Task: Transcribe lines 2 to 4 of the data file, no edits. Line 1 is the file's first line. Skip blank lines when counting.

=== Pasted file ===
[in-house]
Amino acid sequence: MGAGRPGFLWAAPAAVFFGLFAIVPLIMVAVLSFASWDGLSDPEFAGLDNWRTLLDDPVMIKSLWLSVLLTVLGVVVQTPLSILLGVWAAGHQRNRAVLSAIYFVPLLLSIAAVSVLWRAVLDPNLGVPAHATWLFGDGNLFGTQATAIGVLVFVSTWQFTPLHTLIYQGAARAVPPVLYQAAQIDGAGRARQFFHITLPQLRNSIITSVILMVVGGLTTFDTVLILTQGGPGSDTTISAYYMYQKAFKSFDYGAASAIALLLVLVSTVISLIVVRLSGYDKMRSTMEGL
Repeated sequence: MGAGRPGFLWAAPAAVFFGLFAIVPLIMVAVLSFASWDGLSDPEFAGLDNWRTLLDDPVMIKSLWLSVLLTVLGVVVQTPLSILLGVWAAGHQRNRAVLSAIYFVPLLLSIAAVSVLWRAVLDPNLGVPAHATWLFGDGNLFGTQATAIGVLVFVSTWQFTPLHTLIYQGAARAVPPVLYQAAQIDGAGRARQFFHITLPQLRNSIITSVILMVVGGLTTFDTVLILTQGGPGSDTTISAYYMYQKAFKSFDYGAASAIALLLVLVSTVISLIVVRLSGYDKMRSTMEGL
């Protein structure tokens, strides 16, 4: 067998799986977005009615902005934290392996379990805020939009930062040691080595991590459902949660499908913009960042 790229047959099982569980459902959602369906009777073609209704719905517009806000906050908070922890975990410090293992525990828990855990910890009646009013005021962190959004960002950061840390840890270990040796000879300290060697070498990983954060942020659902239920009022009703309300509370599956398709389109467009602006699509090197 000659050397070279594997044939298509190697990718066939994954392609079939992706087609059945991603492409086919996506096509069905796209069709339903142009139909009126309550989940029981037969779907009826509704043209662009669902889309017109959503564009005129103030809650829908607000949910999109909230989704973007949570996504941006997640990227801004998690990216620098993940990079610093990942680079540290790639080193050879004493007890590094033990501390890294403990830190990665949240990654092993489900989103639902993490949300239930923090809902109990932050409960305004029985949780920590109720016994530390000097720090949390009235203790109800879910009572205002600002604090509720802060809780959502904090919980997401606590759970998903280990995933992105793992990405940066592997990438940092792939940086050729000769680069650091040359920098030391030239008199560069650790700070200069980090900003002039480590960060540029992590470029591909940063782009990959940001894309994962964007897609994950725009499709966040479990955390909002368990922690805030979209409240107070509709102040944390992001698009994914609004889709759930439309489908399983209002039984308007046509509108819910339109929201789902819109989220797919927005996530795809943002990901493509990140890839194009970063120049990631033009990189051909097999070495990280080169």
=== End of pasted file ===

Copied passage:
Amino acid sequence: MGAGRPGFLWAAPAAVFFGLFAIVPLIMVAVLSFASWDGLSDPEFAGLDNWRTLLDDPVMIKSLWLSVLLTVLGVVVQTPLSILLGVWAAGHQRNRAVLSAIYFVPLLLSIAAVSVLWRAVLDPNLGVPAHATWLFGDGNLFGTQATAIGVLVFVSTWQFTPLHTLIYQGAARAVPPVLYQAAQIDGAGRARQFFHITLPQLRNSIITSVILMVVGGLTTFDTVLILTQGGPGSDTTISAYYMYQKAFKSFDYGAASAIALLLVLVSTVISLIVVRLSGYDKMRSTMEGL
Repeated sequence: MGAGRPGFLWAAPAAVFFGLFAIVPLIMVAVLSFASWDGLSDPEFAGLDNWRTLLDDPVMIKSLWLSVLLTVLGVVVQTPLSILLGVWAAGHQRNRAVLSAIYFVPLLLSIAAVSVLWRAVLDPNLGVPAHATWLFGDGNLFGTQATAIGVLVFVSTWQFTPLHTLIYQGAARAVPPVLYQAAQIDGAGRARQFFHITLPQLRNSIITSVILMVVGGLTTFDTVLILTQGGPGSDTTISAYYMYQKAFKSFDYGAASAIALLLVLVSTVISLIVVRLSGYDKMRSTMEGL
């Protein structure tokens, strides 16, 4: 067998799986977005009615902005934290392996379990805020939009930062040691080595991590459902949660499908913009960042 790229047959099982569980459902959602369906009777073609209704719905517009806000906050908070922890975990410090293992525990828990855990910890009646009013005021962190959004960002950061840390840890270990040796000879300290060697070498990983954060942020659902239920009022009703309300509370599956398709389109467009602006699509090197 000659050397070279594997044939298509190697990718066939994954392609079939992706087609059945991603492409086919996506096509069905796209069709339903142009139909009126309550989940029981037969779907009826509704043209662009669902889309017109959503564009005129103030809650829908607000949910999109909230989704973007949570996504941006997640990227801004998690990216620098993940990079610093990942680079540290790639080193050879004493007890590094033990501390890294403990830190990665949240990654092993489900989103639902993490949300239930923090809902109990932050409960305004029985949780920590109720016994530390000097720090949390009235203790109800879910009572205002600002604090509720802060809780959502904090919980997401606590759970998903280990995933992105793992990405940066592997990438940092792939940086050729000769680069650091040359920098030391030239008199560069650790700070200069980090900003002039480590960060540029992590470029591909940063782009990959940001894309994962964007897609994950725009499709966040479990955390909002368990922690805030979209409240107070509709102040944390992001698009994914609004889709759930439309489908399983209002039984308007046509509108819910339109929201789902819109989220797919927005996530795809943002990901493509990140890839194009970063120049990631033009990189051909097999070495990280080169």